In 2018, the Supreme Court ruled in the case of Masterpiece Cakeshop vs. Colorado Civil Rights Commission that a small business had a Constitutional right to refuse custom cake-decorating services for gay couples based on the religious beliefs of its owners. This ruling is one of many sent down by contemporary American judges that demonstrate a proclivity for defending the rights of private businesses to speak freely and/or assert religious expression with the same legal protections afforded to individuals. If judges can defend a business owner’s right to discriminate against customers based on their sexual orientation, then surely the same legal arguments should offer ample protection for allowing restaurant owners to protect customers by requiring vaccinations—not only to ward away the virus but to shield them from the carelessness of their fellow citizens.
Hospitality professionals are merchants of comfort. The pandemic has thrown us off our center, creating unthinkable challenges to existing templates for welcoming guests and making people happy. It’s becoming impossible to ignore how dangerous and destabilizing it is to invite unvaccinated people into our dining rooms. As with any other sanitary issue, if our spaces are unfit for welcoming the public, then we don’t open them until they’ve been sanitized. Providing a safe haven for guests is the most basic fundamental responsibility we have in hospitality.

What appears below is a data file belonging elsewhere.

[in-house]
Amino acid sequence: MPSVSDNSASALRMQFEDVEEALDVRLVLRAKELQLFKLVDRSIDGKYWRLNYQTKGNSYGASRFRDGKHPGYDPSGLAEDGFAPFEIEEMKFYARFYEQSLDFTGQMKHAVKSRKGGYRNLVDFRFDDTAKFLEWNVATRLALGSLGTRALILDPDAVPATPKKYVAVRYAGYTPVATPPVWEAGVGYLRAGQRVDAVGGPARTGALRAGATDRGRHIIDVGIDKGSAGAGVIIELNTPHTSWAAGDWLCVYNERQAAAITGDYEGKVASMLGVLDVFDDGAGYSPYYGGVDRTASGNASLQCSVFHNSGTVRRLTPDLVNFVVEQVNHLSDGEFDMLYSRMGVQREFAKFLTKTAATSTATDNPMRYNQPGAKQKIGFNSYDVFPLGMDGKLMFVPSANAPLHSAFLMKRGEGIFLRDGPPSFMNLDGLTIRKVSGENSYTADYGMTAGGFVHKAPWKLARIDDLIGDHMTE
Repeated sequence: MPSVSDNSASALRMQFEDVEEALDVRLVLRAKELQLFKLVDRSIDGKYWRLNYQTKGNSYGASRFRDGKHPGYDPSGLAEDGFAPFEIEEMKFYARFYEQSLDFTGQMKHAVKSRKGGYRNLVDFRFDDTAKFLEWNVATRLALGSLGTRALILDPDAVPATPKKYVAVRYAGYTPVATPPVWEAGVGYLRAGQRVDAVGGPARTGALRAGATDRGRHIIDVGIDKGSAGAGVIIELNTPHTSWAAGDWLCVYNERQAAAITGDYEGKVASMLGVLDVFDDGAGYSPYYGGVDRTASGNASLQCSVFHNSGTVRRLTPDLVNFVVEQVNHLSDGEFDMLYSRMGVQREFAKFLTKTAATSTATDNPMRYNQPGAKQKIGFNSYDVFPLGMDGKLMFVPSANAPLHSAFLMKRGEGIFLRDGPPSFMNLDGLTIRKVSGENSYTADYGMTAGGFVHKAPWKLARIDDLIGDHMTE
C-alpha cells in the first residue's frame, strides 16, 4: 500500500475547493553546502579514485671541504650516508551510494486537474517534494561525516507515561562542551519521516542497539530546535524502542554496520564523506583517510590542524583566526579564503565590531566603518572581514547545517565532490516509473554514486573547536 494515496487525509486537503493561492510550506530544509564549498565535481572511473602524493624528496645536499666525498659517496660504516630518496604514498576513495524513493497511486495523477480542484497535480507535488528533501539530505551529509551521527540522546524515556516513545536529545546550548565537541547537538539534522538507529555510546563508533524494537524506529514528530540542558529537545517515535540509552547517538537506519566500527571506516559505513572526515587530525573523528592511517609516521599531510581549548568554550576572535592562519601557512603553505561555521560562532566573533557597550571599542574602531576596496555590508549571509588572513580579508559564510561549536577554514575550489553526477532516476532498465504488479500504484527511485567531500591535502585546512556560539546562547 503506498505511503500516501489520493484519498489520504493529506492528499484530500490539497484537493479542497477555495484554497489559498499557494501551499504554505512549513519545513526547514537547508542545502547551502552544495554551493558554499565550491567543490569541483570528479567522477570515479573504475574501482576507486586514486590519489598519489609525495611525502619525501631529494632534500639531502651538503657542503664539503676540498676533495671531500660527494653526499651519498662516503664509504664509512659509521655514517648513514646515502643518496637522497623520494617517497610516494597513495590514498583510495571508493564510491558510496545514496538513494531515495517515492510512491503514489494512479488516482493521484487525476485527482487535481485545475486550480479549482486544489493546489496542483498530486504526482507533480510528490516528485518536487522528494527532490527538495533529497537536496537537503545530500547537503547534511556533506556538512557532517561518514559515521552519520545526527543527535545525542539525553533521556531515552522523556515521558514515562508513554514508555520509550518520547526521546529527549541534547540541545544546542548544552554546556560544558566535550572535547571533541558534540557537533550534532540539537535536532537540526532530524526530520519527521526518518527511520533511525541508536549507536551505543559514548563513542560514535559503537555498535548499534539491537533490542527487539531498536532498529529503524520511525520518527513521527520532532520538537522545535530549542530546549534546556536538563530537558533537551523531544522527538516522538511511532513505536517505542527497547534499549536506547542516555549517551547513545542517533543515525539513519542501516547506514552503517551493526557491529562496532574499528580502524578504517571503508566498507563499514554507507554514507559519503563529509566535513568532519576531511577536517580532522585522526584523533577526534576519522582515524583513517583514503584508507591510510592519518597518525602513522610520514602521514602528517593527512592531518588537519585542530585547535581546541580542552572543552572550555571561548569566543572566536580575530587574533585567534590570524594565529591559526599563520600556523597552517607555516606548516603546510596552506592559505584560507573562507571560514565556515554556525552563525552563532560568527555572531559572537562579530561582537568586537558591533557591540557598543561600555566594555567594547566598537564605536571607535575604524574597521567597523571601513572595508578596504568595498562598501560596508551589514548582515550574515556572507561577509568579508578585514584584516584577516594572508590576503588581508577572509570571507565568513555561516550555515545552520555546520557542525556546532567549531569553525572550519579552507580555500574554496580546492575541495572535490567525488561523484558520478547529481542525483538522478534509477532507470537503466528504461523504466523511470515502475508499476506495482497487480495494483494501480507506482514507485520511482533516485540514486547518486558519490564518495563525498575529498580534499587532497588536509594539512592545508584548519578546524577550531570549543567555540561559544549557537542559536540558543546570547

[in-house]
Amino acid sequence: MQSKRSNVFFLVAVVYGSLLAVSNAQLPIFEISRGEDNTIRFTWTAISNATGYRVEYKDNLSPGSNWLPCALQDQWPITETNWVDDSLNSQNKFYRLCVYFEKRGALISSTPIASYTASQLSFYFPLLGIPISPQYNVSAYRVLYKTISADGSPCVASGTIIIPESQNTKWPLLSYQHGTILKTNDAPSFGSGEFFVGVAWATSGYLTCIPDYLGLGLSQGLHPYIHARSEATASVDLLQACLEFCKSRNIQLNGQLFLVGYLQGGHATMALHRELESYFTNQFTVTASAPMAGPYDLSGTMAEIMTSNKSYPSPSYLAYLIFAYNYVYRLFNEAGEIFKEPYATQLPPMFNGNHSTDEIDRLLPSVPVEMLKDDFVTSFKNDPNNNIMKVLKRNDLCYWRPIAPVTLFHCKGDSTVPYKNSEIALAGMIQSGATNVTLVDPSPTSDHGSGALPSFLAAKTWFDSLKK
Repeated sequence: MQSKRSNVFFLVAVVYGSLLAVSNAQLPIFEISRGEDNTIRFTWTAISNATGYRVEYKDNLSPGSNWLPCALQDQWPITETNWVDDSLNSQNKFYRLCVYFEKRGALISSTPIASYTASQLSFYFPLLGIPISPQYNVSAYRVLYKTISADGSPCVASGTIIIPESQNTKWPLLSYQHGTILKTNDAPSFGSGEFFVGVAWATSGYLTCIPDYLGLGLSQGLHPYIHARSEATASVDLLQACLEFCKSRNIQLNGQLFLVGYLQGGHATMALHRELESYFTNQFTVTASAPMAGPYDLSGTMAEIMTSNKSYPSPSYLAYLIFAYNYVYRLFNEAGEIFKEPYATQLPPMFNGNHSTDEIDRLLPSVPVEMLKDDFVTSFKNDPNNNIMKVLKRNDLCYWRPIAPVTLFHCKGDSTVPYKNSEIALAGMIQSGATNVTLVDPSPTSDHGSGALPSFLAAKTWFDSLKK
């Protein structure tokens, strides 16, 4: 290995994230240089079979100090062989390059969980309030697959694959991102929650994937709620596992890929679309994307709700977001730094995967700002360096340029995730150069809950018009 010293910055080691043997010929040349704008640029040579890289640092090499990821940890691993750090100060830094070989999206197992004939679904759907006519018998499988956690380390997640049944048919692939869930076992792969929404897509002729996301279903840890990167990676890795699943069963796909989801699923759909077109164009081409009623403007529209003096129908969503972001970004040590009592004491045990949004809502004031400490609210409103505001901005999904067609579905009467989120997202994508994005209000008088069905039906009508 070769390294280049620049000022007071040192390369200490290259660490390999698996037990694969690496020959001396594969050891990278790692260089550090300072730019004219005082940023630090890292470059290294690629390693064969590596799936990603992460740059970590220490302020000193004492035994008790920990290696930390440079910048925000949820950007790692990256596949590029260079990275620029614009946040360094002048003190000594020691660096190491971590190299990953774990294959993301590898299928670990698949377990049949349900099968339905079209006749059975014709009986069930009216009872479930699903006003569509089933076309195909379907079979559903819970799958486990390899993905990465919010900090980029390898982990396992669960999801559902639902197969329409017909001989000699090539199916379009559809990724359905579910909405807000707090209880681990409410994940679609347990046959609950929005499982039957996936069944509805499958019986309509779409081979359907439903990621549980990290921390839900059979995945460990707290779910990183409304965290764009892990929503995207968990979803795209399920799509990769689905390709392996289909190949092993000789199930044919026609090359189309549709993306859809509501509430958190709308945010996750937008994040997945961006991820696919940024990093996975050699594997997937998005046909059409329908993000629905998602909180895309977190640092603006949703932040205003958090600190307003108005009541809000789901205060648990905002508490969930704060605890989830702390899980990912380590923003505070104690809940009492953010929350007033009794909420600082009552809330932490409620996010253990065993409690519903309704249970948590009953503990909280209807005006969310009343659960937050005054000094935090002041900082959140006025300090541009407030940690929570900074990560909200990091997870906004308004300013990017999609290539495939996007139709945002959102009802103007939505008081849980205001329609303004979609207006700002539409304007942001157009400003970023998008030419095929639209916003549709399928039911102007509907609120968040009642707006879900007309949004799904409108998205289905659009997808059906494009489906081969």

Requiring vaccinations isn’t an arbitrary rule like seating incomplete parties or forbidding menu substitutions. Aside from the obvious threat to human life, it wouldn’t be hospitable to leave any guests vulnerable because a gaggle of defiant, conspiracy-minded people perceive vaccination mandates to be invasions of privacy. Restaurants cannot knowingly allow themselves to be vectors for transmitting disease. A study done recently in Los Angeles showed that restaurants accounted for half of the city’s most serious outbreaks. The data suggests overwhelmingly that restaurant spaces should continue to exercise an abundance of caution.
The country as a whole has taken a step backward in the fight against Covid-19 as the resurgent virus feasts on our population’s nutritious cynicism toward science. The restaurant industry—already decimated by over a year of lockdowns and restrictions—can’t afford another blow to consumer confidence. Yet here we are. Case counts have returned to levels not seen since last summer, and vaccine-curious states like Missouri, Arkansas, Louisiana and Nevada have become hot spots again. Florida recently surpassed its record number of hospitalizations since the pandemic began with 10,207 Covid-19 patients admitted in one day surpassing the previous record set in July 2020.
The Delta variant has forced the medical community to confront the sobering possibility that our current arsenal of vaccines may not provide bulletproof protection from the shapeshifting virus. Although breakthrough cases are still a fraction of the total infections and few have resulted in severe disease or death, they’re becoming alarmingly more common. Mask mandates are being reconsidered or reinstated, and, of course, restaurants are always at the top of the list of businesses that are expected to adjust their protocols to protect the public from itself. We are expected to police your behavior, but who is protecting us?